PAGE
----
• [1] 13/77 INNO v ATAB (Judgment of 16 November 1977, EU:C:1977:185) para 30 seq.
  • [2] Chalmers et al. 2014, Chapter 25 (online resource), p. 6 suggest that this might change in thefuture after the Court considered ‘ancillary constraints’ in C-309/99 Wouters (Judgment of 19February 2002, EU:C:2002:98) as part of Article 101 TFEU. The Court also followed this line ofreasoning in C-519/04 P Meca-Medina (Judgment of 18 July 2006, EU:C:2006:492). Both cases,however, concerned very specific circumstances and it has to be seen how far this line of reasoning can actually be utilised beyond such cases.
  • [3] C-185/91 Reiff (Judgment of 17 November 1993, EU:C:1993:886) para 14 seq, case C-35/99Arduino (Judgment of 19 February 2002, EU:C:2002:97) paras 34-37.
  • [4] Chalmers et al. 2014, Chapter 25 (online resource), p. 5 seq; Sauter 2015, p. 127 seq.
  • [5] C-2/91 Meng (Judgment of 17 November 1993, EU:C:1993:885) para 14 seq. As there wasno actual collusion between undertakings in this case, the Court did not find an infringement ofArticle 4(3) TEU in conjunction with Article 101 TFEU.
  • [6] On the definition of ‘public undertakings and undertakings to which Member States grant special or exclusive rights’ see Whish 2015, p. 235 seq.
  • [7] 155/73 Sacchi (Judgment of 30 April 1974, EU:C:1974:40) para 14.
  • [8] On the definition of ‘measures’ see Whish 2015, p. 238, who concludes that a wide approach,similar to the approach concerning the definition of the term in respect to the free movement provisions, is envisaged here.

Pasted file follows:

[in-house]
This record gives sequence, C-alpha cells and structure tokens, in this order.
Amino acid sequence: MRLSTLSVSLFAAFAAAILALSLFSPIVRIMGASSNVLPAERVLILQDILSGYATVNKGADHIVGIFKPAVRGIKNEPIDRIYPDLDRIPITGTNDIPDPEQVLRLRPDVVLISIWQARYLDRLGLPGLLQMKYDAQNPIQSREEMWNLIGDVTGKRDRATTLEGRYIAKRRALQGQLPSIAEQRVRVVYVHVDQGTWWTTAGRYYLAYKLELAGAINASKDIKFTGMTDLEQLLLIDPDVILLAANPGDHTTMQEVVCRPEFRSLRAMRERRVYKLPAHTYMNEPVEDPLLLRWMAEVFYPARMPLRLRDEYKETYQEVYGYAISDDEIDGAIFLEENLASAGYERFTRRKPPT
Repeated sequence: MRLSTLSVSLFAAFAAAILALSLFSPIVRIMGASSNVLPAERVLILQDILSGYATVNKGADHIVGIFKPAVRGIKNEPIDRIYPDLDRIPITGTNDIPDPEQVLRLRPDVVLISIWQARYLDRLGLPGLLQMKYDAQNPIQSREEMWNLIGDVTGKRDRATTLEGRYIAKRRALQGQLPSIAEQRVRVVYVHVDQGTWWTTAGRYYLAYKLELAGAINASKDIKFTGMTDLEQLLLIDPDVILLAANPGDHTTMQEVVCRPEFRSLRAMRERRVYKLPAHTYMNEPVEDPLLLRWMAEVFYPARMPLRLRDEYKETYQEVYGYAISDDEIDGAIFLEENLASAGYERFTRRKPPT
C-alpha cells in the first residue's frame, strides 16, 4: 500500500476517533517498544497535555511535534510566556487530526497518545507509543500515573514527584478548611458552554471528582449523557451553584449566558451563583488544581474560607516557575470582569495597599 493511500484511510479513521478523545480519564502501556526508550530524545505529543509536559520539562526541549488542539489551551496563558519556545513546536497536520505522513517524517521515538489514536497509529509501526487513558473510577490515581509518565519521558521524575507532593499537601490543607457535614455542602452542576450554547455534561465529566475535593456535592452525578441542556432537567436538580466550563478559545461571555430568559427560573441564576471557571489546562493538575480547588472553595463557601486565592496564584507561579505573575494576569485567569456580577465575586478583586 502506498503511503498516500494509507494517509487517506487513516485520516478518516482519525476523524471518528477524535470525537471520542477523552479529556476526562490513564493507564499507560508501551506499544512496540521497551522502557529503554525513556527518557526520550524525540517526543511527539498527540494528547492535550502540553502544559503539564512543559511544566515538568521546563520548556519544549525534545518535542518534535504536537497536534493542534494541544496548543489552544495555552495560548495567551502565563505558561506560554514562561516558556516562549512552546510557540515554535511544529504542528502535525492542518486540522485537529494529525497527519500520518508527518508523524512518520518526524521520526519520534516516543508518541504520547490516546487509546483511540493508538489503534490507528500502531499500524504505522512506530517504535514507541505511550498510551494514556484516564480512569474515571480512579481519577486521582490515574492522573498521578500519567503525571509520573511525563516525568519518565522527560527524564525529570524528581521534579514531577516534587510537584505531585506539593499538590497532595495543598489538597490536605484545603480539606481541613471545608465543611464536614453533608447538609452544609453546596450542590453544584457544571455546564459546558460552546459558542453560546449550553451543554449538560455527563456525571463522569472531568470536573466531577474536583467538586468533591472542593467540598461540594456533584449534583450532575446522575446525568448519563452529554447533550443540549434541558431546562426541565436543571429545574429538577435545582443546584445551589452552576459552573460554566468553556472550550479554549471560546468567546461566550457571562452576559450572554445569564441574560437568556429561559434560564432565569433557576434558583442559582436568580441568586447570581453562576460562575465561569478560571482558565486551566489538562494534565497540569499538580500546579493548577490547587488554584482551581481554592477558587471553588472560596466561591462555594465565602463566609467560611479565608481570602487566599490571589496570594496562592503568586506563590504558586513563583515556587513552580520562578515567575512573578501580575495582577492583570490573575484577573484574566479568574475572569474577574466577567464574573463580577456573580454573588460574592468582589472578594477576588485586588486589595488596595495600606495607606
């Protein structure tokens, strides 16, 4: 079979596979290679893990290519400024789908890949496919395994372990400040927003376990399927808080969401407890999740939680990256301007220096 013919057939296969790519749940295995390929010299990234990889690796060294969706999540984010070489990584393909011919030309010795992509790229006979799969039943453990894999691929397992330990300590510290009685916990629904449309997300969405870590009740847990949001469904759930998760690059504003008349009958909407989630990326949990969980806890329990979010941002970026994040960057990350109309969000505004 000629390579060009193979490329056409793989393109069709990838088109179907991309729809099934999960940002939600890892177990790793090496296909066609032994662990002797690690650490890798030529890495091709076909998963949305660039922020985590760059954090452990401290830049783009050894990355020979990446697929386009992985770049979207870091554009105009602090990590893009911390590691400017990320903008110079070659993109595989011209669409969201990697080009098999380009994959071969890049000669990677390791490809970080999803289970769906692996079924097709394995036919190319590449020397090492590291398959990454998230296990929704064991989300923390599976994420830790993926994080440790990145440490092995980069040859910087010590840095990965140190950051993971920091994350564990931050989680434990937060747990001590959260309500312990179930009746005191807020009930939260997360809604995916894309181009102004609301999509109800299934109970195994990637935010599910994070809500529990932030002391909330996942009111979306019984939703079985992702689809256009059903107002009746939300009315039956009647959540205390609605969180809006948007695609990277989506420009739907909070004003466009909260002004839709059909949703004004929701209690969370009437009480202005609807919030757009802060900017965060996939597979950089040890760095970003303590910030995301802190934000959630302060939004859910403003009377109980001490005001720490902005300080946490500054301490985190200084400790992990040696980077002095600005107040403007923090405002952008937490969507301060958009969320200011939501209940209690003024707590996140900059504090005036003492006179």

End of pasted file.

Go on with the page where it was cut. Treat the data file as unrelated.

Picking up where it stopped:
• [9] 18/88 RTT (Judgment of 13 December 1991, EU:C:1991:474) para 23 seq. In T-169/08 GreekLignite (Judgment of 20 September 2012, EU:T:2012:448) the General Court initially annulleda Commission decision where there was no infringement by an undertaking. However, this wasquashed on appeal (C-553/12 P Greek Lignite (Judgment of 17 July 2014, EU:C:2014:2083)).Thus it is still possible to act against anticompetitive market regulation by Member States evenwithout an actual infringement by an undertaking. On the case see also Szyszczak 2015, p. 684seq who argues that the language the Court uses in the appeal case may even present a modernisation and expansion in that it ‘provides greater scope to examine the potential effects on competition by the creation and exercise of monopoly/quasi monopoly rights by the State’ (quote on p. 686).
  • [10] See, for example, C-49/07 MOTOE (Judgment of 1 July 2008, EU:C:2008:376) para 50.
  • [11] On Article 106(1) TFEU see Sauter and Schepel 2009, p. 93 seq, 96; Neergaard 2011, p. 182;Chalmers et al. 2014, Chapter 25 (online resource), p. 8 seq; Whish 2015, p. 234 seq.
  • [12] Buendia Sierra 2016.
  • [13] Chalmers et al. 2014, Chapter 25 (online resource), p. 2, 14.
  • [14] See Neergaard 2011, p. 183 seq, Chalmers et al. 2014, Chapter 25 (online resource), p. 14 seqwith further references, Whish 2015, p. 241 seq.